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Refer to a matter density table or fill a bushel container & then weigh it.

===Weight versus volumeA recurring problem -- an incessant, nagging, chronic one -- is the confusion people have with weight and volume. They are NOT the same. Weight is an indirect measure of mass, whereas volume is an direct measure of space.

Think of it this way: a pound of feathers and a pound of rocks have the same weight (which means they have the same mass, since weight is a function of mass, and they therefore represent the same amount of matter -- stuff!) But they do not occupy the same volume. Clearly, a pound of feathers will take up way more space than a pound of rocks.

Or think of it THIS way: If you have a shoe box filled with feathers and an identical shoe box filled with rocks, which will weigh more? Clearly, the box of rocks. Both the feathers and the rocks occupy the same volume -- a shoe box -- but the box of rocks has greater mass and, hence, greater weight.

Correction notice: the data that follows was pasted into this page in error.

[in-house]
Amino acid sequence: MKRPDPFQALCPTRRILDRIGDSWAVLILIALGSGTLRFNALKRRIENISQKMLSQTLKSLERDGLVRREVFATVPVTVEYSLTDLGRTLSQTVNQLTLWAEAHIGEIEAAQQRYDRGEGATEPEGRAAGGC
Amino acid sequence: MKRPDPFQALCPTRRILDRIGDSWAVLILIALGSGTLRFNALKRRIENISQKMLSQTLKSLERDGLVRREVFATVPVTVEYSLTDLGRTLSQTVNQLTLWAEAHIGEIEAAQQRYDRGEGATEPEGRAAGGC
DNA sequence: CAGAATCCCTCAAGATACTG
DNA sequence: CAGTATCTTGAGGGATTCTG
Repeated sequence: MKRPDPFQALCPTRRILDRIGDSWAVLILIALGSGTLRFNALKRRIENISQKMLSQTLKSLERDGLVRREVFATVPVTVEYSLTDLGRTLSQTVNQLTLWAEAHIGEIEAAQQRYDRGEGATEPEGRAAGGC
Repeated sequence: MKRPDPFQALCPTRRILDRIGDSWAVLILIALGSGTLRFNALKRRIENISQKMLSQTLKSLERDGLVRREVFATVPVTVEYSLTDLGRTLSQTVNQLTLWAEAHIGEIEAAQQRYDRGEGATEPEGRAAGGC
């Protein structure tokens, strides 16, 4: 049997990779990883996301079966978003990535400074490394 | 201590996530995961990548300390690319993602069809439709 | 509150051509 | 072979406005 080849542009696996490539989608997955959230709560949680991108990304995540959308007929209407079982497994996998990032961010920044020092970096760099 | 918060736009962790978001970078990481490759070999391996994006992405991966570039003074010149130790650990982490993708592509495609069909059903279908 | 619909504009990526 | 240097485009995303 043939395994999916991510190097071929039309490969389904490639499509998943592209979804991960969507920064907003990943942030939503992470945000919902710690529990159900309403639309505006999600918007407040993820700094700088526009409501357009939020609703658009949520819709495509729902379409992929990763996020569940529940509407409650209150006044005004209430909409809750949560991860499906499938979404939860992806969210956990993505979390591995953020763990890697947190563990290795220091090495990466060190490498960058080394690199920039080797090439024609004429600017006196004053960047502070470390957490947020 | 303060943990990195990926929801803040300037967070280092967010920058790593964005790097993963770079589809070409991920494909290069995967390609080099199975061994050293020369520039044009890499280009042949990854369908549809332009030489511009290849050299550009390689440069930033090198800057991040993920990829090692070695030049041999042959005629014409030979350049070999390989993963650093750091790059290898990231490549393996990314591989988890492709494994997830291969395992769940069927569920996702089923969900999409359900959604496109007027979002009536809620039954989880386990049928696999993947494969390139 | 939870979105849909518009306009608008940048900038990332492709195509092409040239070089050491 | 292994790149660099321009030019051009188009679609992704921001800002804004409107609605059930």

Which brings us -- tada! -- to a bushel. A bushel is a unit of volume, just like a shoe box is. If you have a bushel of feathers, it will weigh less than a bushel of rocks -- or a bushel of corn, or a bushel of buckwheat, or a bushel of apples. In other words, you are going to have to find a table that shows how much a bushel of whatever it is you have weighs, because a bushel of each substance will weigh something different.

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Q: How do you figure out how many pounds are in a bushel?
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